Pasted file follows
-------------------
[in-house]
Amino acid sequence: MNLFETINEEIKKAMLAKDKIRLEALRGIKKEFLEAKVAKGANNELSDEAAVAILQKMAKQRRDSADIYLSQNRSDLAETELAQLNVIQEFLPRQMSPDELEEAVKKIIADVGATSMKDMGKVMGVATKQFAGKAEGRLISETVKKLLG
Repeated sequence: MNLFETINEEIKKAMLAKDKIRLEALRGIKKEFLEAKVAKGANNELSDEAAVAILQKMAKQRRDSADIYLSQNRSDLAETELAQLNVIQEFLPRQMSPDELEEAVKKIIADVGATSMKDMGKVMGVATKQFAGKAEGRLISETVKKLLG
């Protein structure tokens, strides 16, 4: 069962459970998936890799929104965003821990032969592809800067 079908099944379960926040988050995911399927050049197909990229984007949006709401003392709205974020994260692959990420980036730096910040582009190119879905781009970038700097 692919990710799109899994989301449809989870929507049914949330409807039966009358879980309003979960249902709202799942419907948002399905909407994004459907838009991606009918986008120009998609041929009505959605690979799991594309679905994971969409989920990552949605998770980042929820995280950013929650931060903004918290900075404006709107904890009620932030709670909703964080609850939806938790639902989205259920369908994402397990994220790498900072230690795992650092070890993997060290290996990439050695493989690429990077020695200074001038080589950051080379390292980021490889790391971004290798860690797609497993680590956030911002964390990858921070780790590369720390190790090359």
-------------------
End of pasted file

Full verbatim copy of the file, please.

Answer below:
[in-house]
Amino acid sequence: MNLFETINEEIKKAMLAKDKIRLEALRGIKKEFLEAKVAKGANNELSDEAAVAILQKMAKQRRDSADIYLSQNRSDLAETELAQLNVIQEFLPRQMSPDELEEAVKKIIADVGATSMKDMGKVMGVATKQFAGKAEGRLISETVKKLLG
Repeated sequence: MNLFETINEEIKKAMLAKDKIRLEALRGIKKEFLEAKVAKGANNELSDEAAVAILQKMAKQRRDSADIYLSQNRSDLAETELAQLNVIQEFLPRQMSPDELEEAVKKIIADVGATSMKDMGKVMGVATKQFAGKAEGRLISETVKKLLG
């Protein structure tokens, strides 16, 4: 069962459970998936890799929104965003821990032969592809800067 079908099944379960926040988050995911399927050049197909990229984007949006709401003392709205974020994260692959990420980036730096910040582009190119879905781009970038700097 692919990710799109899994989301449809989870929507049914949330409807039966009358879980309003979960249902709202799942419907948002399905909407994004459907838009991606009918986008120009998609041929009505959605690979799991594309679905994971969409989920990552949605998770980042929820995280950013929650931060903004918290900075404006709107904890009620932030709670909703964080609850939806938790639902989205259920369908994402397990994220790498900072230690795992650092070890993997060290290996990439050695493989690429990077020695200074001038080589950051080379390292980021490889790391971004290798860690797609497993680590956030911002964390990858921070780790590369720390190790090359």